When you got sick I started talking more and more to God, asking for strength & hope and then when your pain was so bad I begged God to take you home to him. These days I ask for guidance in my life, I ask for peace within myself, I ask for help to keep my mental state at a healthy balance even if it is with the help of man made drugs (there were some tricky times at the start) I try to look at the positives I’ve had in my life and not just the negatives. I’m grateful for the 9 years I had with you and look forward to when we meet again.
I thank god everyday for the gift of living, the gift of making new friendships and having new experiences. I’m grateful to have my family so close and I’m thankful that I’m finally able to bond with my new grandson without feeling guilty of loving and missing you less.
That’s not to say I’m happy because I can categorically say that I will never truly be happy again without you by my side. My heart will be forever broken but I am learning to deal with the ache of missing you, I’m getting used to controlling the uncontrollable sobbing, my body is accepting the physical pain I feel every time I remember your not here as a new normal.
I hope you are happy in your new home and that your not teasing granda too much. I hope you have lots of new friends to play with because that was something that you struggled with here on earth, you deserve lots of friends.
Thank you for the signs you have been sending me, I’m sorry I keep asking but I need to know your ok without me. You always seem to know when I need them most. I know your watching over us all and keeping us safe.
I miss you so much Órla porla but I know your in your paradise.
You will always be ‘mamma’s little bubba and my number one’ (Cece knows the rules) xxx
Another first for our family without órla, I try to carry on the day as normal preparing the turkey & ham, oh how órla loved her turkey and roast potatoes. I go to mass and see all the pretty children dressed in their smart clothes and the odd Easter bonnet. I’m trying to concentrate on the true meaning of Easter, of Christ suffering on the cross for our sins, of his resurrection on the third day but all I seem to be able to focus on is the little girl sitting across from me in her mother’s arms. She offers me a shy smile then cuddles into her mummy for reassurance and security and it dawns on me that I will never cuddle órla in my arms again, never being able to offer her that comfort and security that every child deserves.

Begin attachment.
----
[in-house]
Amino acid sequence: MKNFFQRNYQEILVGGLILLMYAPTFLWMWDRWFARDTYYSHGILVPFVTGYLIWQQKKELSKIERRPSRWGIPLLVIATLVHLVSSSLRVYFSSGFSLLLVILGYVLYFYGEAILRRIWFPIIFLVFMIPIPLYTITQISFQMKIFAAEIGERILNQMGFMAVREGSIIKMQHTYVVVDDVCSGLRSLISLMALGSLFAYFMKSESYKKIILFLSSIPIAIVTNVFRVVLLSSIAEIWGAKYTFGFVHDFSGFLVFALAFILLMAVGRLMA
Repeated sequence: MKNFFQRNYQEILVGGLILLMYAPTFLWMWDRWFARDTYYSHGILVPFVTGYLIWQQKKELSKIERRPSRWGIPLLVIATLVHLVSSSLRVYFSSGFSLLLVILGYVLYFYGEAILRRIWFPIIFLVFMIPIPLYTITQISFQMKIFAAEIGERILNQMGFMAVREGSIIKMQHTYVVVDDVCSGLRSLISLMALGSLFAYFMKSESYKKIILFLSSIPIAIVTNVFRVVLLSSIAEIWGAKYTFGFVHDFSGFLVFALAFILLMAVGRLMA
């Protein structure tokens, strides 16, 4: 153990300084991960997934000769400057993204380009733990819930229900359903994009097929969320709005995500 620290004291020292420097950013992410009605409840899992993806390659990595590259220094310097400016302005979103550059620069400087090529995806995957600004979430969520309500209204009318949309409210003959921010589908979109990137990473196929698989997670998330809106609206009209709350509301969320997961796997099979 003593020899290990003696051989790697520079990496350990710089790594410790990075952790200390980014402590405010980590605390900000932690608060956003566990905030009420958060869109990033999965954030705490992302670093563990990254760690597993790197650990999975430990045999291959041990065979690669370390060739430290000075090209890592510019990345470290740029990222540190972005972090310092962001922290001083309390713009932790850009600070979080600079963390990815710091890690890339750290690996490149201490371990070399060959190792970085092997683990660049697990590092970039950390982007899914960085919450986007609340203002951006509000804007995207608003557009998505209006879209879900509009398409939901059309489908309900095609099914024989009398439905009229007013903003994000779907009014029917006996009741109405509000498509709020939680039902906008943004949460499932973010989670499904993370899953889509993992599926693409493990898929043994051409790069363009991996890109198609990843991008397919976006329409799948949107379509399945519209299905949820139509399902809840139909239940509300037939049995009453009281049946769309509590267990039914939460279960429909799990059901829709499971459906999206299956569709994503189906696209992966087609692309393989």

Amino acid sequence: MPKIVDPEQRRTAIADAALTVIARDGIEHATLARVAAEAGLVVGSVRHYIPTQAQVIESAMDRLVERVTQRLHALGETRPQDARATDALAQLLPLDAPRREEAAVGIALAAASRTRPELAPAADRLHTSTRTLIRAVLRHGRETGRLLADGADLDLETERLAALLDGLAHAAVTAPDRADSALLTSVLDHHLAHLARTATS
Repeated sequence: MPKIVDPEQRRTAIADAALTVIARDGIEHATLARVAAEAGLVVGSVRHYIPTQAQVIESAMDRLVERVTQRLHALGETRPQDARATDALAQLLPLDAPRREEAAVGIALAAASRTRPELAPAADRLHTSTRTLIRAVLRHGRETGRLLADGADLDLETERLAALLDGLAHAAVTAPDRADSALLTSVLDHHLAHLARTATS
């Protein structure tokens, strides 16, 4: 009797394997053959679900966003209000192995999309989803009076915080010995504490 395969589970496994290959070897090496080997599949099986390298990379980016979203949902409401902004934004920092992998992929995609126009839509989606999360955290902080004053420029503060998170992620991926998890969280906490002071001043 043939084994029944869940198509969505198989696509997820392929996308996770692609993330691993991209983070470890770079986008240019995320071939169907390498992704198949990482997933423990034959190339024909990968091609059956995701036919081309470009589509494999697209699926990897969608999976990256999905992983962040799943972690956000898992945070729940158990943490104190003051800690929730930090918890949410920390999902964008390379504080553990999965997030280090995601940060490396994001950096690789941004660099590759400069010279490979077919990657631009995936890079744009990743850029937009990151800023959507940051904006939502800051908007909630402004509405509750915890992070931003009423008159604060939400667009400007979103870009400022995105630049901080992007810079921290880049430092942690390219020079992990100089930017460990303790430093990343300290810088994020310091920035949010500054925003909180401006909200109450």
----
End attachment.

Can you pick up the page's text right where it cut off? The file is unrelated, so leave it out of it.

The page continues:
I’m aware of the complete irony of that statement as I’m sitting here in God’s house and worrying about my child feeling insecure when I know deep down that she is free from pain and any other physical emotions that are negative. Of course she misses me but she is with our Lord, our saviour how could she ever feel unsafe or insecure again with God’s arms wrapped around her.
Maybe its my selfishness that I won’t get to cuddle my baby girl again that I can’t give the comfort I so desperately need to give again. I have to accept that this Easter there will be no Easter egg hunt, there will be no Easter egg buying and there will be no Easter hugs from my ÓrlaRose. This is my new world. This is the world I have no choice but to accept from now on.
Happy Easter my brave & beautiful girl. Mummy misses you so much. Xxx
Rainbow child : A child that is born following the death of a child